We must point out that CCF2 has the same conceptual disadvantage as the creationist view that the universe was created 7500-7200 years ago looking as if it were much older, including scattered fossils on earth of animals that never actually existed.  In this case, mankind would look as if there has never been a population bottleneck smaller than a few thousand people while in fact we are all descended from only two people.  Although to be fair, we must also point out that the high degree of divine intervention in CCF2, in contrast with the creationist view of the age of the universe, not only or even mainly would have had the purpose of fulfilling the literal narrative of Genesis but also, and much more importantly, would have had the practical purpose of enabling mankind to achieve a healthy level of genetic diversity without having to resort to mating with beings that, while physically humans, were metaphysically animals.  Still, in our view CCF1 presented below is just as plausible both theologically and biologically, though it might seem somewhat shocking to some Christians.  And moreover, CCF2 and CCF1 could have coexisted, obviously with creation case 1U only, with God willing to perform miraculous genetic intervention as needed if t-men would not mate with q-women.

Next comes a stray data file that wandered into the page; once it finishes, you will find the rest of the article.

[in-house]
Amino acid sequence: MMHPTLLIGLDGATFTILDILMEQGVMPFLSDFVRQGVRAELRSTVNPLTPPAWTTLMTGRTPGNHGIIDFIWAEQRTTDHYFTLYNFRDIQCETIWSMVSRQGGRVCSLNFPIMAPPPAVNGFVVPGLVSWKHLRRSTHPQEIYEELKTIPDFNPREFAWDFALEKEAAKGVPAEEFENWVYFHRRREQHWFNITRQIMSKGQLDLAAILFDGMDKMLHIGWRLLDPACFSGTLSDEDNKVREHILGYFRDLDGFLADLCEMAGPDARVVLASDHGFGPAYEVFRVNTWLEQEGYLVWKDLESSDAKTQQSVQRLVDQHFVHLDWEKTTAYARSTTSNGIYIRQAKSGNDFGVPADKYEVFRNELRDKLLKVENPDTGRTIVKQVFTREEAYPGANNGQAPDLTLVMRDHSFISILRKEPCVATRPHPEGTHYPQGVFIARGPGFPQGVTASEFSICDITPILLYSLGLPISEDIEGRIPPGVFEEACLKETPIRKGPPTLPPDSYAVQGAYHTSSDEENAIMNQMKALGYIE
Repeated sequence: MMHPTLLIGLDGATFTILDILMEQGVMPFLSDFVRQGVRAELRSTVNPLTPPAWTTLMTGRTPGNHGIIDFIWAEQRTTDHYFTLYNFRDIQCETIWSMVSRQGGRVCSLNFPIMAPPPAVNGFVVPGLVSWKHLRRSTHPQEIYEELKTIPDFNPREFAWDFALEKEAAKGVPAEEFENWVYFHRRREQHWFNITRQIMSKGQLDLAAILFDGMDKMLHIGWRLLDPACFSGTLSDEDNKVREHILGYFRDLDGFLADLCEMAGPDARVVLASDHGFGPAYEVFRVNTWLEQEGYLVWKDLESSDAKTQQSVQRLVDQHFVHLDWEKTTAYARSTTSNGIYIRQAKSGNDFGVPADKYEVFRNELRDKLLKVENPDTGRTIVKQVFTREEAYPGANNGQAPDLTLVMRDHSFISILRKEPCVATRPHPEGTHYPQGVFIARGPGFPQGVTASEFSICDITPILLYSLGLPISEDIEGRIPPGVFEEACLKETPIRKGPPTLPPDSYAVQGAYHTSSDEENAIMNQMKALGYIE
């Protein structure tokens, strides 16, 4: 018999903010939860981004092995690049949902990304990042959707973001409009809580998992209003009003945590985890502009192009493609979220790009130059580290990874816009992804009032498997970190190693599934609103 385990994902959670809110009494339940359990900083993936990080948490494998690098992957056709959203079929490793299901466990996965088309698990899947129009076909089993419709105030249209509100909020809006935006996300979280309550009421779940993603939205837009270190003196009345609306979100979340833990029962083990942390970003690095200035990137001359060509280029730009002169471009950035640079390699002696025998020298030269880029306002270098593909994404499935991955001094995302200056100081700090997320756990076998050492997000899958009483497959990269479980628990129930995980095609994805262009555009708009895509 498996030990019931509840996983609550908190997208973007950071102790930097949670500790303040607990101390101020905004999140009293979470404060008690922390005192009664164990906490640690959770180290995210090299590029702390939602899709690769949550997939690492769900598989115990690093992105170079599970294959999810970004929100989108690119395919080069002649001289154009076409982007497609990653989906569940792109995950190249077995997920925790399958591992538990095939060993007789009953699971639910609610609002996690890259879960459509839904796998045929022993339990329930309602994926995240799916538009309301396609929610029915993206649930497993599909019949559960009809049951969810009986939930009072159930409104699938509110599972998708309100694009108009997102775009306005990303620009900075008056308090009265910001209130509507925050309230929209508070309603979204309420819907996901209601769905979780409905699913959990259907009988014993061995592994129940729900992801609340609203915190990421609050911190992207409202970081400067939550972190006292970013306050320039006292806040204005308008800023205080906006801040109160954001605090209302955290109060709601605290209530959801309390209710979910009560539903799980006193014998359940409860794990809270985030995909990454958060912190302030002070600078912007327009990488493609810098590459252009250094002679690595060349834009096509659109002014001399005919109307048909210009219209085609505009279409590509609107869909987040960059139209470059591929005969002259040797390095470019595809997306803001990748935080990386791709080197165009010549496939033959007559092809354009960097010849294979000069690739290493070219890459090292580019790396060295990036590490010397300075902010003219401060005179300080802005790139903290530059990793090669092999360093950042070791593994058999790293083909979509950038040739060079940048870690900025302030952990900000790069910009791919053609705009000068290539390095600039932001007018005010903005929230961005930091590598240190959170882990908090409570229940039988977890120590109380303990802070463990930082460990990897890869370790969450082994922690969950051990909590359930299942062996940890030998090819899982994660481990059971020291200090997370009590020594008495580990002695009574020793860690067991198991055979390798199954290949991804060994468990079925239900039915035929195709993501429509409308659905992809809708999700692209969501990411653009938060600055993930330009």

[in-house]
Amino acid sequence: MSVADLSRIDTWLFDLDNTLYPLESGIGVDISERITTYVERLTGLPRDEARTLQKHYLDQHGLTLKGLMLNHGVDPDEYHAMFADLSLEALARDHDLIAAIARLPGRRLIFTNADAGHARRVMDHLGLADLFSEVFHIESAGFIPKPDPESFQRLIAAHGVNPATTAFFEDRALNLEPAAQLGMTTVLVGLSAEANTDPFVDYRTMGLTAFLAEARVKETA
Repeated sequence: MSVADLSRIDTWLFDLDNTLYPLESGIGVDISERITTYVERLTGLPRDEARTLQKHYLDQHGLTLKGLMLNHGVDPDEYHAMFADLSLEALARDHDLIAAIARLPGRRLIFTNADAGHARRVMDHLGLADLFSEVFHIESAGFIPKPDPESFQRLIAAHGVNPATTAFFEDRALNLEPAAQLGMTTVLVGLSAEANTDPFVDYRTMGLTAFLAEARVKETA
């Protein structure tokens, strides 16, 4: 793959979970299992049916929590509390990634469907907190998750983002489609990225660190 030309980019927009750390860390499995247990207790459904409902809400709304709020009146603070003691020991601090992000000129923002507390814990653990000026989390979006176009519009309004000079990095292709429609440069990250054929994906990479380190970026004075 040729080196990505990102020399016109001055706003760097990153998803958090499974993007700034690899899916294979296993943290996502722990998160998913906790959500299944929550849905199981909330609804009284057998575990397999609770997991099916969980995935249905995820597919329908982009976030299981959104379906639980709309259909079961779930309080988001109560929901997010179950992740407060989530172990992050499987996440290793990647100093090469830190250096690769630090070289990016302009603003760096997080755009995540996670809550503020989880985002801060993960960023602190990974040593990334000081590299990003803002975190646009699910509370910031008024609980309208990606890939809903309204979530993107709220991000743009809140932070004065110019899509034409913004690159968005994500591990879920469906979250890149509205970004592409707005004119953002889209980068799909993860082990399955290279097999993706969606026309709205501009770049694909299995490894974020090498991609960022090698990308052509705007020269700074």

CCF1

CCF1, which works best with creation case 1U, is as follows:

Biblical Adam is Y-chromosomal Adam.  Mitochondrial Eve could be either Biblical Eve or a matrilineal ancestor thereof, as explained below. 

Biblical Adam and Eve themselves had intercourse only with each other.

Starting with Adam's children, or perhaps grandchildren, t-people, and specifically t-men, had to start dealing with q-people competing for the same land, and they took care of them in the typical way chimps or people deal with other groups competing for the same land: by killing them all, with the exception of young attractive q-women, which were spared to be used as "wives", or more exactly sex slaves.  (Hey, they looked as good as t-women but did not talk!  What else could a hard-working, hard-fighting t-man ask for?  This humorous comment is meant to remind readers that we are dealing with fallen men.) Thus, the restriction is simply that t-men mated with q-women as extensively as needed to satisfy C3 above, but t-women never mated with q-men.